8 Truths People Who Stutter Wish Everyone Understood

Although stuttering might make you think of that nervous kid in the back of class, stuttering actually has little to do with nervousness at all. While people who don’t typically stutter might stutter when they’re nervous, for the more than 3 million people in the United States who have the communicative disorder, the precise cause of stuttering is not known.

With a lot of myths working against them, people who stutter have a few things they’d like to clear up. The Mighty worked with the National Stuttering Association to find out what people who stutter want others to know.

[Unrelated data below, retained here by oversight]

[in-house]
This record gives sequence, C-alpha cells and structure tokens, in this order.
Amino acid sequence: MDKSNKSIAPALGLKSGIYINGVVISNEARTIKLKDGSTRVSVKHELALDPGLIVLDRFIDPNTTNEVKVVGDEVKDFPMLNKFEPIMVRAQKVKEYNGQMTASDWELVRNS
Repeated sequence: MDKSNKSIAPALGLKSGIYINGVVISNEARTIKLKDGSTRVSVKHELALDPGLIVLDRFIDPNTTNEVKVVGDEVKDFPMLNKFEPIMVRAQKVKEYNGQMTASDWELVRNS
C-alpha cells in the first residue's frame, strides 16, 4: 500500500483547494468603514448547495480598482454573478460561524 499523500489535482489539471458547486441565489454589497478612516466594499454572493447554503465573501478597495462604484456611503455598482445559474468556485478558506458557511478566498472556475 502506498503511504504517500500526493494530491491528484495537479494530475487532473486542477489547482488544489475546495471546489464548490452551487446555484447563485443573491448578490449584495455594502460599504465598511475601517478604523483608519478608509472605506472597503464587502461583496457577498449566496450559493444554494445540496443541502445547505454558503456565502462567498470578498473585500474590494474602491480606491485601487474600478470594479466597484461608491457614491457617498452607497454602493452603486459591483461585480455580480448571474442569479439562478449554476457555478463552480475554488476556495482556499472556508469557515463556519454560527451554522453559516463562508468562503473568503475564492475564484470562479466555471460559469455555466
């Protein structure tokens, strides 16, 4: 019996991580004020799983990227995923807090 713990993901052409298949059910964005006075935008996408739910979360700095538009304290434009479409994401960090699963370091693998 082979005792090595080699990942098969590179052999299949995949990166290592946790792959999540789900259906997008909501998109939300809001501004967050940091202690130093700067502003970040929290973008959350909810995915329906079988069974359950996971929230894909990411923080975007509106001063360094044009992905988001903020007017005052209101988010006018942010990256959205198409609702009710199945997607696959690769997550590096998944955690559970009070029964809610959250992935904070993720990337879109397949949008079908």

Here’s what they had to say:

1. “We are perfectly capable of speaking for ourselves and don’t need other people to finish our sentences for us.” — Austin Garcia

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2. “Often the fear of stuttering is worse than the actual stutter. We fear that people will judge us and label us, so we try not to stutter. And what happens when we try not to stutter? We stutter more!” — Pamela Mertz

3. “There is no cure for stuttering, and there are ups and downs. If I’m fluent today, that does not mean I’m ‘cured.’” — Shelley Benhoff

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4. “Never underestimate the abilities of a person who stutters…I’ve been told by many people that having me in their life has made them a better person because it forces them to slow down and listen.” — Tracy Fennell Sault